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Tween Communication
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An_251886 posted:
I have a 12 year old boy who is terrible in his communication with adults. If an adult asks him a question he literally turns away from the asker for a brief second. He then turns back, starts shifting his weight and moving around, may glance at their face but pretty quickly then avoids any eye contact... When he speaks, it's a mumble with avoiding gaze. He seems to want to appear "cool," but instead comes off as being very rude or awkward at least. We've talked with our son about this, we've role played numerous times. He has no communication issues with parents, siblings or peers. He is "popular" at school. One additional odd thing to note however is that if he's interested in a topic, such as sports, he can talk on and on with a lively animated speech-- but it's not a conversation-- it's a speech. I know some of this may be normal with regards to "tween" behavior but my son's poor eye contact and mumbling seems like a real problem. Should we be concerned about other issues? Do they grow out of this? How can we help him?
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An_250567 responded:
This seeems developmental rather than tween related. Children become socially competent and able to interact in unfamiliar settings in their own time. I wouldn't be especially concerned. It really sounds like a confidence/comfort zone issue.

Have you asked directly if he is trying to play it "cool" or are you assuming that and then reading his body language as rude or awkward? If this were my child, I would relay how he comes off to me, ask if that is his intent, go from there. Since he seems at ease with family and friends, I might think this is a bit of stage fright or performance anxiety in impromptu situations, which should dissipate as he has more opportunities to have to wing it on demand.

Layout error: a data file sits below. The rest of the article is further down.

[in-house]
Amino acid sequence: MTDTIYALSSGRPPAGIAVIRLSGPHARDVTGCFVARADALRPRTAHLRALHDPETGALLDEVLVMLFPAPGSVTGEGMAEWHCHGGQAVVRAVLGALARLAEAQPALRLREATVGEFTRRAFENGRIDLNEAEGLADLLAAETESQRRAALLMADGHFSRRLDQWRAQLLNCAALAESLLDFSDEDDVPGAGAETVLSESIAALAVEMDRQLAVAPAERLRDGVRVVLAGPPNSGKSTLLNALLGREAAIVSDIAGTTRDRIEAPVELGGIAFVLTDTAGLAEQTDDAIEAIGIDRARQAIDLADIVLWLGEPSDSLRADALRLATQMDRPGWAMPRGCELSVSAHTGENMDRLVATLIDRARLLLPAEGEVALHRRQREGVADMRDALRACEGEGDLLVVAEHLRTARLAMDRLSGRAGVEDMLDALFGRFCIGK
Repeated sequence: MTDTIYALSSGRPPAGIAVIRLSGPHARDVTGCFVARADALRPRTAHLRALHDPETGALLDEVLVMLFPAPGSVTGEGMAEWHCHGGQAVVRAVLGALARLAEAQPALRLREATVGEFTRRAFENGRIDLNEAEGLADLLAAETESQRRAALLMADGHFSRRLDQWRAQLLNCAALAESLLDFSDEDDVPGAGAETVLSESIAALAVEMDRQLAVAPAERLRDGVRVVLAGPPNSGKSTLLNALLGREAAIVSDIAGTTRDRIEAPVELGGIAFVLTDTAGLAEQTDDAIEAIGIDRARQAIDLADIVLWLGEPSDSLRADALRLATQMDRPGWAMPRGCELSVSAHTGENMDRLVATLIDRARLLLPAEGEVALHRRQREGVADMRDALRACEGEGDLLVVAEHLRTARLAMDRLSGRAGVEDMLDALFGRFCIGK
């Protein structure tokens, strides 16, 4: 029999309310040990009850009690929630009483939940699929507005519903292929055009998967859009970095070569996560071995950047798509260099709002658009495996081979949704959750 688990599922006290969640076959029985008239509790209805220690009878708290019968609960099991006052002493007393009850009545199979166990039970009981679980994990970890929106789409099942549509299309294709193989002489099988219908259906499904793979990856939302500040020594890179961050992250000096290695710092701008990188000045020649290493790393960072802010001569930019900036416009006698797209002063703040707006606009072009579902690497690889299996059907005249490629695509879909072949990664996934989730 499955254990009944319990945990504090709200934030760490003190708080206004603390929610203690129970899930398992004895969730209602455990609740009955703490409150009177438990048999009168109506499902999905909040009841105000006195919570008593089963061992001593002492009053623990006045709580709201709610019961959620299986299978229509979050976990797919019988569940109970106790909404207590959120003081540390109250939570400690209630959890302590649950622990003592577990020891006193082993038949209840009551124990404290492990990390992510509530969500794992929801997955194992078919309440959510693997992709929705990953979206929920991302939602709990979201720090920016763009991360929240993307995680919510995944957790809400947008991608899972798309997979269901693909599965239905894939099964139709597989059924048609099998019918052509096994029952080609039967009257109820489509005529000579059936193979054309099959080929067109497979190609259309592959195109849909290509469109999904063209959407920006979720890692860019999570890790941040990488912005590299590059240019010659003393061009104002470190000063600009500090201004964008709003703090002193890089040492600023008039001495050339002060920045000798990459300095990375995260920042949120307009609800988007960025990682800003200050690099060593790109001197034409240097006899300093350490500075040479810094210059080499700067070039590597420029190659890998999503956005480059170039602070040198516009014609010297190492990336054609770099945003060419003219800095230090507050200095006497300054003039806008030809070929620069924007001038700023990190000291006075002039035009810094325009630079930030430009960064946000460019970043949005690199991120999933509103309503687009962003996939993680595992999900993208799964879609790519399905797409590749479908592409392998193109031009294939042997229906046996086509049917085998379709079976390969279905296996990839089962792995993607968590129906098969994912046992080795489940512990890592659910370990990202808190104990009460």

As you noted, he is quite comfortable talking at an audience on something he knows. Its different when he might have to give an opinion on a topic randomly thrown at him, which can be judged. Top that with the give and take of conversation with someone he may not know well (an adult friend of yours), or a teacher/authority (who may judge/grade) and for now it is a recipe for slight disaster.

I also think practice helps a lot. Just as you already role play, maybe try to focus on situations that may come up and be more specific in your practice. I think front loading can go a long way. Kind of help him prepare for a situation by discussing who will be there, what might come up in conversation. You know, a neighborhood picnic or a family reunion might have people he kind of knows, but who may want to catch up with him. He'll be asked over (and over) how old he is, what grade, what does he like to do, maybe summer plans, etc.

Finally, I think being in activities with adult leaders where your son has opportunities to interact with peers and adults will benefit him. Scouts, sports, church groups, volunteer opportunities, will help him build confidence.

Hope some of this is helpful. Mostly I think he is probably right on target and is lucky that you are concerned and taking measures to continue fostering personal growth. Good luck.


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